Professor: Scott M. LaBrake, Ph.D. Course: Astronomy 50 Lab
Email: firstname.lastname@example.org Phone: 388-6053 & 6562
Office Hours: T: 12:00pm – 1:30pm Office: S&E N331 & N008B
MW: 10:30am – 1:30pm
For this course, you are required to complete five labs in three-hour sessions. Since you get Gen-Ed lab credit for AST-050, the completion of the five labs is a requirement for the course. For each lab you must show up, fully participate in the lab exercises, and turn in a written report. Attendance will be taken. The schedule for labs is posted here with as much notice as possible. If you have any conflicts, contact your lab instructor as soon as you know of the conflict (preferably, at least a week before the lab). If you miss a lab because of illness, contact your instructor as soon as you can and bring your instructor a note from the student health service (or whatever doctor or hospital you visited per department policy). Please note that you cannot assume that you can just switch lab sections in a given week because the labs may not occur in parallel and because equipment is limited.
The main goal of these labs is to teach you about the motions of the sky and several of the techniques by which the dimensions and motions of the Solar System have historically been determined. We’ll find the size of and distance to the Moon, the period of the Moon's orbit, the orbital shape of Mars, and the mass of Jupiter and an extrasolar planet (using Newton’s law of gravitation). Weather permitting, there will be an opportunity for outdoor observing in which you will observe the Moon and any other bright planets visible in the evening hours as well as evening opportunities to observe using Union's 20-inch telescope on top of the Olin Center. Public open houses at the Observatory are scheduled regularly and will be posted on the class webpage. These events are weather-dependent: if it cloudy, they will be canceled. Check the Union College Observatory homepage for updates. (http://www1.union.edu/wilkinf/observatory/observatory.htm or click on the link from the class homepage.)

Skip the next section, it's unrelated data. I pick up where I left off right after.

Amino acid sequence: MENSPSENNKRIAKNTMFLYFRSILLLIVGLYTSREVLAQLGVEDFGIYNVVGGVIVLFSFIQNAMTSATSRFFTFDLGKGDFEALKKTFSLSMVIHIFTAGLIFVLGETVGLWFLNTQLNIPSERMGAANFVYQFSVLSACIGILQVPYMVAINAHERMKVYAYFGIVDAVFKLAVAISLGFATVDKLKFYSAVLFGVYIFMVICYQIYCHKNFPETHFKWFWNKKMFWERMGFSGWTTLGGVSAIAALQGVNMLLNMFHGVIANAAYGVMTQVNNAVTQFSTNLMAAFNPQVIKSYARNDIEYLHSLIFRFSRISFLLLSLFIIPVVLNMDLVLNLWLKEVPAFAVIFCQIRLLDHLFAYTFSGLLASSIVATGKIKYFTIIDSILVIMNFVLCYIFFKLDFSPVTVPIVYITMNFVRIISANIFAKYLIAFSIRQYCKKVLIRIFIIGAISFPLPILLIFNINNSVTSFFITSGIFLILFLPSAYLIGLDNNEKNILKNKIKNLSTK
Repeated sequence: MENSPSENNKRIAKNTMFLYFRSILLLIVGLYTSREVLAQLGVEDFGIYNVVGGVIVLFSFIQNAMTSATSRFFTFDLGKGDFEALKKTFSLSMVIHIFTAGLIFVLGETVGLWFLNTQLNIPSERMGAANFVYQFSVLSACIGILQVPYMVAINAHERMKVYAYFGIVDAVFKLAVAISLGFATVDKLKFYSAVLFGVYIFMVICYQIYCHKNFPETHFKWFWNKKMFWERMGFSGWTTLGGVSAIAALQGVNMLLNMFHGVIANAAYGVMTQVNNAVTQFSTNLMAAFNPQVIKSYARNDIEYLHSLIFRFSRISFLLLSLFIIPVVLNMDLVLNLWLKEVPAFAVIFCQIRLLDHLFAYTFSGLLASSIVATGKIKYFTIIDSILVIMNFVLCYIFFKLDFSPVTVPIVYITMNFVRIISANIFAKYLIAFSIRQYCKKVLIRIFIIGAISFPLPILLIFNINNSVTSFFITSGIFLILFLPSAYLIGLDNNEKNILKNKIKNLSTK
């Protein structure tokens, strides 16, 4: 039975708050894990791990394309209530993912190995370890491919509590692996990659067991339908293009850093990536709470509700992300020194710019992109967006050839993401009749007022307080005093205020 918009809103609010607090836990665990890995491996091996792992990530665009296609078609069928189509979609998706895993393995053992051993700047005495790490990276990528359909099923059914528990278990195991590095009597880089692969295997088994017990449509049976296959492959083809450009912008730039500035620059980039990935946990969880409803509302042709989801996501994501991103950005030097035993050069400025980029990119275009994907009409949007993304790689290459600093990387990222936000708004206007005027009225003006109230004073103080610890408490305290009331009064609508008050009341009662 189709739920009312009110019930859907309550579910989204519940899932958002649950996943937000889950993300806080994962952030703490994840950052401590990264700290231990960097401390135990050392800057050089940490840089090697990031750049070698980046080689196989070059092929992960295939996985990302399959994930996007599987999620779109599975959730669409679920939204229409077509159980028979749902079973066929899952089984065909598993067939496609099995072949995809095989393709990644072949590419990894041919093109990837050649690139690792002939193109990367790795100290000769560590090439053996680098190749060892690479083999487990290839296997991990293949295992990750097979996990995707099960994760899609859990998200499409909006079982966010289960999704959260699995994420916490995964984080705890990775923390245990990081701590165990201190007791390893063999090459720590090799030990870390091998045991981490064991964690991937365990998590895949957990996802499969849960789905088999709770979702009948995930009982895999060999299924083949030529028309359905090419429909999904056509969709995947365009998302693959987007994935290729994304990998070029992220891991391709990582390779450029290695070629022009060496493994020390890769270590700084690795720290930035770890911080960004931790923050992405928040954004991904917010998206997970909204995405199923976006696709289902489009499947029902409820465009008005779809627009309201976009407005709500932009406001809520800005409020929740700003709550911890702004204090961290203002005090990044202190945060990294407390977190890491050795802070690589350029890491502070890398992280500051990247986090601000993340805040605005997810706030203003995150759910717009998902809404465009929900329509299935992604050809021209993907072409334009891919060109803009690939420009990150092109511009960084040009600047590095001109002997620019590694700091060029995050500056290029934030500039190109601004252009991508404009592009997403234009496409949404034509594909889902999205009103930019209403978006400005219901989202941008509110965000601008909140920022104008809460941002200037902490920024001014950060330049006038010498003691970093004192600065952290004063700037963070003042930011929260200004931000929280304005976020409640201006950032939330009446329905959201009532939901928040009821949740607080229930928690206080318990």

Because evening labs may be canceled, due to weather for example, your lab instructor will send information regarding modifications to the schedule by e-mail and posts on Nexus. If you want email sent to an account other than to your Union College account, please inform the instructor as soon as possible. Not receiving email or checking the posted lab schedule is not an excuse for missing lab, and will result in a failing lab grade.
Lab Reports: Each lab will require some written work to be handed in, and each student must hand in their own report. For some labs, only the completion of the appropriate pull-out pages of the lab manual is necessary. Others may require a written report. Follow the instructions in the handouts for each lab.
Late Policy: Labs should be turned in by the deadline given at the time of the lab. There will be a 15% reduction in grade per day late and this includes weekends. Note that Labs (and class activities) will count 20% towards your final course grade.
· Attendance is mandatory! It is expected that you will attend lab at your scheduled time and be present for the duration of the laboratory time. If you cannot attend a lab class then it is your responsibility to notify the instructor a minimum of 48 hours in advance. Do not assume that you may merely attend the other section. The instructor reserves the right to ask you to leave and come to a make-up session at a time convenient for the instructor.